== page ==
In addition to these, the most common associated factors in truck accidents are:
- Brake problems
- Traffic disruption
- Use of prescription or over-the-counter drugs
- Excessive speed in harsh conditions
- Lack of familiarity with the road
- Roadway issues
- Needing to stop
- Subpar surveillance
Excessive speed and intoxication are not only significant factors in truck crashes. In 2019, speeding and substance use were two leading causes of general traffic fatalities in Minnesota.
What are common truck accident injuries?
Some common injuries in truck accidents include:
- Back Injuries
- Neck injuries
- Brain injuries
- Spinal cord injuries
- Lacerations to the face
- Broken bones
Where in Minnesota do semi-truck accidents happen most often?
Truck accidents in Minnesota occur most often on these roads:
How can I drive safely around semi-trucks?
Sharing the road with commercial vehicles requires extreme caution. Due to their size, trucks have the safety advantage in any collision. Of course, the goal of safe driving is to avoid a collision entirely. But if an accident were to occur, the personal vehicle’s driver would likely sustain the worst injuries.
Here are some safety guidelines for sharing the road with large trucks:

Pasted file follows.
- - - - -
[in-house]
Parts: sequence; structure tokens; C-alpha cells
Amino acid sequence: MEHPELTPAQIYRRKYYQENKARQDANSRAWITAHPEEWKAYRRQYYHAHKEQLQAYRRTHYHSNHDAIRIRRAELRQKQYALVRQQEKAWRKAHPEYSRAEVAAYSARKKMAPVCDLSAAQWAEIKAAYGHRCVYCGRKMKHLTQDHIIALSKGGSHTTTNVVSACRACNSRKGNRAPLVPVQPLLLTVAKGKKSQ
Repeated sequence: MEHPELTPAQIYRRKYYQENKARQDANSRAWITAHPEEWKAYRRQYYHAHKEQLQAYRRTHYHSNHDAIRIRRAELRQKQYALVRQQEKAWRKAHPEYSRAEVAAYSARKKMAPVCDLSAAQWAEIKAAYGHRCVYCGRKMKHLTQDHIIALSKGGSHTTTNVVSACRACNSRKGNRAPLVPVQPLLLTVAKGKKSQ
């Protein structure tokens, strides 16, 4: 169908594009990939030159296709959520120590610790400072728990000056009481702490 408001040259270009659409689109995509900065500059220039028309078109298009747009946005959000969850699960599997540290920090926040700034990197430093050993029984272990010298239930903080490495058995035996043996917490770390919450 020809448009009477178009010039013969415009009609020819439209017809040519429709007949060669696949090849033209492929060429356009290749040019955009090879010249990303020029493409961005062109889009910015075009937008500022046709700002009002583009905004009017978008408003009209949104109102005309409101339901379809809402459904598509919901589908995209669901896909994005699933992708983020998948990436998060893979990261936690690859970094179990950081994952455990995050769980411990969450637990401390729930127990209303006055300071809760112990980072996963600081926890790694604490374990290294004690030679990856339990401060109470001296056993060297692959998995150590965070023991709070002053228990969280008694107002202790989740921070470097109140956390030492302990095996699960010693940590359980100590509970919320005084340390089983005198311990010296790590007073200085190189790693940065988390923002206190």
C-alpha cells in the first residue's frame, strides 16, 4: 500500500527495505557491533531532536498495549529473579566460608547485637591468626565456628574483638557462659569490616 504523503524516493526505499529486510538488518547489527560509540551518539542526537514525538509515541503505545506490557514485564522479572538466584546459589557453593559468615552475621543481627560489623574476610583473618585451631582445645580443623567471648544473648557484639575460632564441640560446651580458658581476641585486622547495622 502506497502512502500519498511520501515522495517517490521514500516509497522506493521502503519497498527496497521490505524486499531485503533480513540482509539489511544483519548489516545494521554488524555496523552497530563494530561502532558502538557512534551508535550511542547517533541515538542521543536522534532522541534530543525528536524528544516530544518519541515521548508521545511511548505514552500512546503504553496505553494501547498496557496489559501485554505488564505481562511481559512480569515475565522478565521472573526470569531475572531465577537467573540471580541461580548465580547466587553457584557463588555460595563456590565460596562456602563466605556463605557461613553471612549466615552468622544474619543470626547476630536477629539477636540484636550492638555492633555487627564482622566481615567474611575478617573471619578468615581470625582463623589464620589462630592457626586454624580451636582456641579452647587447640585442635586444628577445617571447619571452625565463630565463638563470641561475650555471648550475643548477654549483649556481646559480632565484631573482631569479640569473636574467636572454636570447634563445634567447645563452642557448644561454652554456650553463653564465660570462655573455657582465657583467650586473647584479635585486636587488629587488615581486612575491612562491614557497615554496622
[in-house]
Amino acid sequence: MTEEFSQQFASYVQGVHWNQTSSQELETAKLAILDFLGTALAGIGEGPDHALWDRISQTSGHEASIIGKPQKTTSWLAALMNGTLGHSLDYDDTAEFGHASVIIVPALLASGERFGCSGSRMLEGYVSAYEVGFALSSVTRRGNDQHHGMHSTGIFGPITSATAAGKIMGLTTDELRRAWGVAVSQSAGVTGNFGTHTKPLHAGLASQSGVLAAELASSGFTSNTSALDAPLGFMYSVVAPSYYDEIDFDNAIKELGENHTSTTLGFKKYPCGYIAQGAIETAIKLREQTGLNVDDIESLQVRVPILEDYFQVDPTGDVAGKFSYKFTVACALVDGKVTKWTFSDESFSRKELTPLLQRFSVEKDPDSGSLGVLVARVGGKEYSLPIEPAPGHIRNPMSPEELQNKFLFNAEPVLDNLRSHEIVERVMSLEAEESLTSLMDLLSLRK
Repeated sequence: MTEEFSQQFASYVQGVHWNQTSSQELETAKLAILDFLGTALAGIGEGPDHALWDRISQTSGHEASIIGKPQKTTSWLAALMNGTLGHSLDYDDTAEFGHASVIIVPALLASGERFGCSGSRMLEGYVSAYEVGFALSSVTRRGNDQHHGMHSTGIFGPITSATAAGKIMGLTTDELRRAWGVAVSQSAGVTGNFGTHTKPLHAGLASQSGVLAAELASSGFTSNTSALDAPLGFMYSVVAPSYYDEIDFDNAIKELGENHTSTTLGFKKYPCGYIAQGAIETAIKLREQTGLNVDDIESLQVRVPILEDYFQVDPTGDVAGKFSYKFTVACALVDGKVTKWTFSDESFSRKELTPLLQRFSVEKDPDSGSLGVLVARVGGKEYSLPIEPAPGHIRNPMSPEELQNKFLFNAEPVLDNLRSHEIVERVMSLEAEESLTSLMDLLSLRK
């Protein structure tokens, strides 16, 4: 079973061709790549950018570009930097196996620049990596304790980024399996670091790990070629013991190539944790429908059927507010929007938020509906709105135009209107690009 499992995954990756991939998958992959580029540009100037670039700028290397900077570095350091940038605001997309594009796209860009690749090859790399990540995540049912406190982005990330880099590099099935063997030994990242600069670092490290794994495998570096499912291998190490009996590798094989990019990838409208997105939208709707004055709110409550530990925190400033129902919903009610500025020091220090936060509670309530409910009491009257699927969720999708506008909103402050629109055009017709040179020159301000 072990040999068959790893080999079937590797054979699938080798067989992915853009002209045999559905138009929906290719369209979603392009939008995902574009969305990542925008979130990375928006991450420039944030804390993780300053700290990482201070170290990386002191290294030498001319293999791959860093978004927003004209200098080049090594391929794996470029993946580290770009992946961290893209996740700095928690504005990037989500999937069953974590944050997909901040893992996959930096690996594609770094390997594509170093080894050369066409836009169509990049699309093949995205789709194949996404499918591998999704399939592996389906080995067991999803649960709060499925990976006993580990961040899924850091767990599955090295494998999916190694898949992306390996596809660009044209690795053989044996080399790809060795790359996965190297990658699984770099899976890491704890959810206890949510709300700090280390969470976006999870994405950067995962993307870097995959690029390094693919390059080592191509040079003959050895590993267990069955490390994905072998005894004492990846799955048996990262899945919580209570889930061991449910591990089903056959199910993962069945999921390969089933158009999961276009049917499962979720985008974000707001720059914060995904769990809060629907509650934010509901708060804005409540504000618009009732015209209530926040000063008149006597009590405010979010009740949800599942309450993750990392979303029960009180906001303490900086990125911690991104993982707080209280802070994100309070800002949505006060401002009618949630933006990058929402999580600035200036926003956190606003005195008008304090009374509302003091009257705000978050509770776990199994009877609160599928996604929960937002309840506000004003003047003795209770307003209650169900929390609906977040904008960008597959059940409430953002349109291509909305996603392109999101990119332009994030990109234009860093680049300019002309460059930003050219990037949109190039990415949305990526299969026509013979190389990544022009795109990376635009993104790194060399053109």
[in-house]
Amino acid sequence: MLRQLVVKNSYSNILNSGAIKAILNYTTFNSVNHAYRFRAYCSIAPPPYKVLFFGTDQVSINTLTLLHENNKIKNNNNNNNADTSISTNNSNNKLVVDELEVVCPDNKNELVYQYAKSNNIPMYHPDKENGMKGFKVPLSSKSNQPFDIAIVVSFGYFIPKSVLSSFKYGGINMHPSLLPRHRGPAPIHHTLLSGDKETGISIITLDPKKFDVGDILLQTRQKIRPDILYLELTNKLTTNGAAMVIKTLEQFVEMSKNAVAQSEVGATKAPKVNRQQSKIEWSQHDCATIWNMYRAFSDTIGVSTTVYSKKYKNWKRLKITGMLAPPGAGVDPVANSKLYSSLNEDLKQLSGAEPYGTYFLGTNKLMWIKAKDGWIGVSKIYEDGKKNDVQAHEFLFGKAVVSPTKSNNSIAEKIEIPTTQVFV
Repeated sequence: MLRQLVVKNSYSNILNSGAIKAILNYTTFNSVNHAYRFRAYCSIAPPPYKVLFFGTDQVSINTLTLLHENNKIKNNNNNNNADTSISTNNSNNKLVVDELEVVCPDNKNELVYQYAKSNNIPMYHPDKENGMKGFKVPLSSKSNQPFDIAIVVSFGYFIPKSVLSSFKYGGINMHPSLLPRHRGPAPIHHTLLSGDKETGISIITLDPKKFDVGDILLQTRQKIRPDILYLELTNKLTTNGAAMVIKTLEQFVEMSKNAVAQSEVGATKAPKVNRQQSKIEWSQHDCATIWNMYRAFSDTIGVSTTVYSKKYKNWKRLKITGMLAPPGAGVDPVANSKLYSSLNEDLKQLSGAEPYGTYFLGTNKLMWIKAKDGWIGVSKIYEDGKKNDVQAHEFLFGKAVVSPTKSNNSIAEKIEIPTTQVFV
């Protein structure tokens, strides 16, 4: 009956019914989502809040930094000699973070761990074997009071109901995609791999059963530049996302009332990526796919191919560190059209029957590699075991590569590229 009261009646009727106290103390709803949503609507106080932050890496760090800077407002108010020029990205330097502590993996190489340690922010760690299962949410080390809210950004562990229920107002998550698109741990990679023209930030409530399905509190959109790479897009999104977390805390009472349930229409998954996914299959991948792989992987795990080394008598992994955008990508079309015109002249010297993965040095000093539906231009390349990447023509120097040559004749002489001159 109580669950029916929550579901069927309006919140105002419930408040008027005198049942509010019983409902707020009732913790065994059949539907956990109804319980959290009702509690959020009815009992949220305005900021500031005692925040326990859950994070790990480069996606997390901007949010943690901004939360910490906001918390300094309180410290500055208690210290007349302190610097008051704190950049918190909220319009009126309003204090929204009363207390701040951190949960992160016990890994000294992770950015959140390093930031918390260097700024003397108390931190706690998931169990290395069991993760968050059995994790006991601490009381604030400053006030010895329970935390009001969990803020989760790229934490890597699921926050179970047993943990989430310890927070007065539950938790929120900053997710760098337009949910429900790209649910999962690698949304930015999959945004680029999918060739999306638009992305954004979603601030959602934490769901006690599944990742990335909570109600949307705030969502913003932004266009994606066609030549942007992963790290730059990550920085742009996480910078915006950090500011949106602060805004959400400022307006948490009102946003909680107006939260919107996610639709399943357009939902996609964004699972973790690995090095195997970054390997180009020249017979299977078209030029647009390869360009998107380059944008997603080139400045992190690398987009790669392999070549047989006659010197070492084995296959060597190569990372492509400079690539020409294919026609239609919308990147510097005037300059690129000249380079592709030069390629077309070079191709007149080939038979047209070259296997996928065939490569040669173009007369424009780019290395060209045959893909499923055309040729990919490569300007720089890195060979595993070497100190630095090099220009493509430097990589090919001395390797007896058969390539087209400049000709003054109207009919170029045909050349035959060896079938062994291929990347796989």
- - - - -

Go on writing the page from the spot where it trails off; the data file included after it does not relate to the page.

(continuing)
- Stay away from blind spots. Unless you can see the driver’s face in their mirror, they don’t know you’re there – and they can’t drive defensively around what they can’t see.
- Keep in mind that trucks take longer to stop. Semi-trucks and other large vehicles need the length of two football fields to come to a complete stop.
- Prepare to accommodate their wide turns. Changing the direction of a vehicle that large is no small feat. Sometimes, drivers must make complicated maneuvers or move into other lanes in order to turn. Pay attention to their movements and only continue driving once they’ve finished.
- Give the truck some space. Cars can get stuck under trucks in a crash because trucks are situated higher off the ground. Stay a reasonable distance away from the truck, especially on an incline.
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Minneapolis Office Location
305 North 5th Avenue, Suite 300
Minneapolis, MN 55401
Content Reviewed by:
Alan Scott Milavetz